Two feelings jockey for position at the end of The Legend of Zorro: Boy, was that dopey, and boy, was it fun.
The winner may depend on one's tolerance for things that don't make sense but look good.
In this sequel to 1998's The Mask of Zorro, Antonio Banderas and Catherine Zeta-Jones return, and their chemistry is intact. Unfortunately, the originality of the first is missing.
Perhaps originality is not the right word. As a character, Zorro has been around since 1919 when Johnston McCulley created him for his novel The Curse of Capistrano. There have been numerous movies, as well as a TV series, featuring Zorro.
But the 1998 movie took the character in a new direction, with the old Zorro (Anthony Hopkins) training his replacement (Banderas). The action was accompanied by quite a bit of banter and a sense of fun, and it became a blockbuster.
In The Legend of Zorro, director Martin Campbell and writers Roberto Orci and Alex Kurtzman avoid one of the pitfalls of making a sequel to a successful movie: They don't take themselves too seriously. But they go too far the other way. If action and repartee were good for the first film, they seem to reason, even more will be better for the second.
Thus, The Legend of Zorro oozes action and wisecracks, and instead of the steadying presence of Hopkins, whose character died in Mask, the filmmakers have added a wisecracking kid, Adrian Alonso, who plays Joaquin, the son of Don Alejandro de la Vega and his wife, Elena (Banderas and Zeta-Jones).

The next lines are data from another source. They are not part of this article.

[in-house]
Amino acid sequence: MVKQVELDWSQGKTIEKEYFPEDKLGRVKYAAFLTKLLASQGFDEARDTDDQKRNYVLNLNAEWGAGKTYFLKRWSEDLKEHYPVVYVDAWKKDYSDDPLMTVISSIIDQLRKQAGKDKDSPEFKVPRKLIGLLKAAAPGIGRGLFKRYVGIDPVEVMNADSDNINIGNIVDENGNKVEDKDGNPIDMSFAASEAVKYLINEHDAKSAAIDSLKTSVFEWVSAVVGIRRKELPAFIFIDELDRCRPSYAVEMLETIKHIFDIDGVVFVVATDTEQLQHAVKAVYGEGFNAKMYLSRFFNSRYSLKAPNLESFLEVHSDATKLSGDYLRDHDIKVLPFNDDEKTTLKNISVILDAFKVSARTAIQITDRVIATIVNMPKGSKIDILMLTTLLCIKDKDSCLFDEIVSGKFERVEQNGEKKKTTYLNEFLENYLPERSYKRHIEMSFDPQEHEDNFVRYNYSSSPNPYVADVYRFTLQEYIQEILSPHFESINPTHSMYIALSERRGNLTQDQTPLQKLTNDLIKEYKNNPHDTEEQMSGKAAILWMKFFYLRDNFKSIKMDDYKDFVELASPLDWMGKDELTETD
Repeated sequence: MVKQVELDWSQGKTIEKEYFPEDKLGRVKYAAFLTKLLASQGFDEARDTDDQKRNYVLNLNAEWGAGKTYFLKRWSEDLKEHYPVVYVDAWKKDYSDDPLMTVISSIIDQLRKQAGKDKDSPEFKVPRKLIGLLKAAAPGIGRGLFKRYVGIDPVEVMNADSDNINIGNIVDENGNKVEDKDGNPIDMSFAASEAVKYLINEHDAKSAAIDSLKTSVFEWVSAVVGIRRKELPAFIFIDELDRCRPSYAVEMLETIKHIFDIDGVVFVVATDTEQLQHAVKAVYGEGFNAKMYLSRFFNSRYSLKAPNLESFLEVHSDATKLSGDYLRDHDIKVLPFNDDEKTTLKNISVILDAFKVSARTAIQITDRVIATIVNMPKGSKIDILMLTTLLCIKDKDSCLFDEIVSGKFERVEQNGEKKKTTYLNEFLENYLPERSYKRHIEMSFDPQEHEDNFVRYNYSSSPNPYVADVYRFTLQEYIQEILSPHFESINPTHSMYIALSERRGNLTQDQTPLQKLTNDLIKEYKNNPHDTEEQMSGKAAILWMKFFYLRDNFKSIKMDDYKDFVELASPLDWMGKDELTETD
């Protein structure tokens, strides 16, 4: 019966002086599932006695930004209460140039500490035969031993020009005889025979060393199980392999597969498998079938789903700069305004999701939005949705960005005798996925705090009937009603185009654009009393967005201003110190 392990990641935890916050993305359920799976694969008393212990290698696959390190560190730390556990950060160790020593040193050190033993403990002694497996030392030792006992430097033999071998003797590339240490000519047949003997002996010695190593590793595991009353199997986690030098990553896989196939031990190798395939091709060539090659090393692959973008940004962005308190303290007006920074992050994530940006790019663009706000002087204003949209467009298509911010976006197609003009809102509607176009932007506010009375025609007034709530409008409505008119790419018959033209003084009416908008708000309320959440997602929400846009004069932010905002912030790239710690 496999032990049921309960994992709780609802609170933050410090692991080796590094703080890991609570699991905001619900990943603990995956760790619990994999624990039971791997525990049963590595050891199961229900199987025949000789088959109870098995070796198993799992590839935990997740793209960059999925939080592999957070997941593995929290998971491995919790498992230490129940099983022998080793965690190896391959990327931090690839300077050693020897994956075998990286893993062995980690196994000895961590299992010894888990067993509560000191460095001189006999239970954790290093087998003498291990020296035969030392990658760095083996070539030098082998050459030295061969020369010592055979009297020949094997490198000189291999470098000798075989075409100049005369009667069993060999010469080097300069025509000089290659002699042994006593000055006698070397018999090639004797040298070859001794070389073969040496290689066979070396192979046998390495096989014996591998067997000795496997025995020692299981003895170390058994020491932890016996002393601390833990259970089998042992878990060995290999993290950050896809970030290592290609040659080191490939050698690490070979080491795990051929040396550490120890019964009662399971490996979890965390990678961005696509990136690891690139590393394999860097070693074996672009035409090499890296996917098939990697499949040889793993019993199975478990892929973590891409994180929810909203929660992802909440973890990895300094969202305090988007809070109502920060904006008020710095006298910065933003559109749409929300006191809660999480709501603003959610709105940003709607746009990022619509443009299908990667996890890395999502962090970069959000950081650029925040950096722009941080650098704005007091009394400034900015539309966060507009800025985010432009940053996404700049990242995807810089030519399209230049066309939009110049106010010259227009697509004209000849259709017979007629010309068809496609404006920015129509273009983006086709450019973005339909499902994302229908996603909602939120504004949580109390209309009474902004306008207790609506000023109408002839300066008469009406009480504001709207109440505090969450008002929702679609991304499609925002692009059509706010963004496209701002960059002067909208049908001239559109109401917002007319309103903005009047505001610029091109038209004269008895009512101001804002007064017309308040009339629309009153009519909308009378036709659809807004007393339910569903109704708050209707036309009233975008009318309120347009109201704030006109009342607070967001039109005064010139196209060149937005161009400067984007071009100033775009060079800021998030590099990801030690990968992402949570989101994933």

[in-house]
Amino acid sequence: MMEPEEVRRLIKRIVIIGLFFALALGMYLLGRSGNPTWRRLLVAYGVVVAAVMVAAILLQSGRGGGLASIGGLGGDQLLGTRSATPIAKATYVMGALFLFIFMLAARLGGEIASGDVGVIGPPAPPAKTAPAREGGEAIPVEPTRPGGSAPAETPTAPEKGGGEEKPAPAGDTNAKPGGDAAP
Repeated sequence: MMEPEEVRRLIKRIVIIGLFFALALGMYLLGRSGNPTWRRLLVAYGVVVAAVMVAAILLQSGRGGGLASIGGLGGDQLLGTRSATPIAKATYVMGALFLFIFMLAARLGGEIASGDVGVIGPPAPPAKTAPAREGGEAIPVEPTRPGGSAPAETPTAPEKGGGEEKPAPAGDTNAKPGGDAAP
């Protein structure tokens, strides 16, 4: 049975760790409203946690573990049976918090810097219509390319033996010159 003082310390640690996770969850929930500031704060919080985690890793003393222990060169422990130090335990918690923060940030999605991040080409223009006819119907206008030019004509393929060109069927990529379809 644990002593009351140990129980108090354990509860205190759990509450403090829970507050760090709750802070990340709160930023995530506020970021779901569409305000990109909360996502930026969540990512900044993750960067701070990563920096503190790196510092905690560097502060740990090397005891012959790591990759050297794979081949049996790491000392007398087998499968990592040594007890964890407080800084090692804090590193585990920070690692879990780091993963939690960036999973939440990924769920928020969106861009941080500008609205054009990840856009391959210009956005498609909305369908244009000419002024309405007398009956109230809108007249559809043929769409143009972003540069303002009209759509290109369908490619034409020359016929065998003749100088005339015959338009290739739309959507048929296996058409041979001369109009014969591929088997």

Joaquin is fun at first, but the story's dependence on the lad threatens to turn this outing into Spy Kids Go to the Old West. That's partly because there's not a shred of credibility to the role. Not knowing about his father's alter ego, Joaquin views him as a boring and stodgy workaholic, but the boy has all of Zorro's trademark gymnastic abilities. So who taught him the moves and why, if Dad's not around?
The Legend of Zorro takes place about a decade after Mask. California is on the verge of statehood, which doesn't please various prominent land barons and politicians, so Zorro is busier than ever, protecting the rights of the little people.
This doesn't leave him much time to be Don Alejandro. This infuriates Elena, who thought they had an agreement that Alejandro would give up his alter ego.
"But the people need Zorro," he says, plaintively.
"No, you need Zorro," she says accusingly, implying that Alejandro's ego would take a hit if he put away Zorro's mask and whip.
An angry Elena files for divorce and takes up with a smarmy Frenchman, Armand (Rufus Sewell), who has come to California to make wine, and Alejandro loses himself in the bottle, much to the disgust of his son.
But before Zorro saves the day and Alejandro and Elena get back together (anyone who didn't see this coming doesn't go to movies much) the audience gets to watch scenes borrowed directly from Cat Ballou, the Indiana Jones films, and A Knight's Tale.
Much of the dopey fun part of The Legend of Zorro comes in spotting the ludicrous plot elements. Who knew there was no-fault divorce among Catholics in 1850? Who knew Abraham Lincoln attended the ceremonies turning California into a state? Who knew that you could bottle tasty wine about half a minute after arriving in wine country?
The Legend of Zorro isn't as good as it could have been, if the writers had taken a little more care, but it provides enough swordplay and snappy dialogue to tide audiences over until the next Pirates of the Caribbean comes out.
Contact Nanciann Cherry at: firstname.lastname@example.org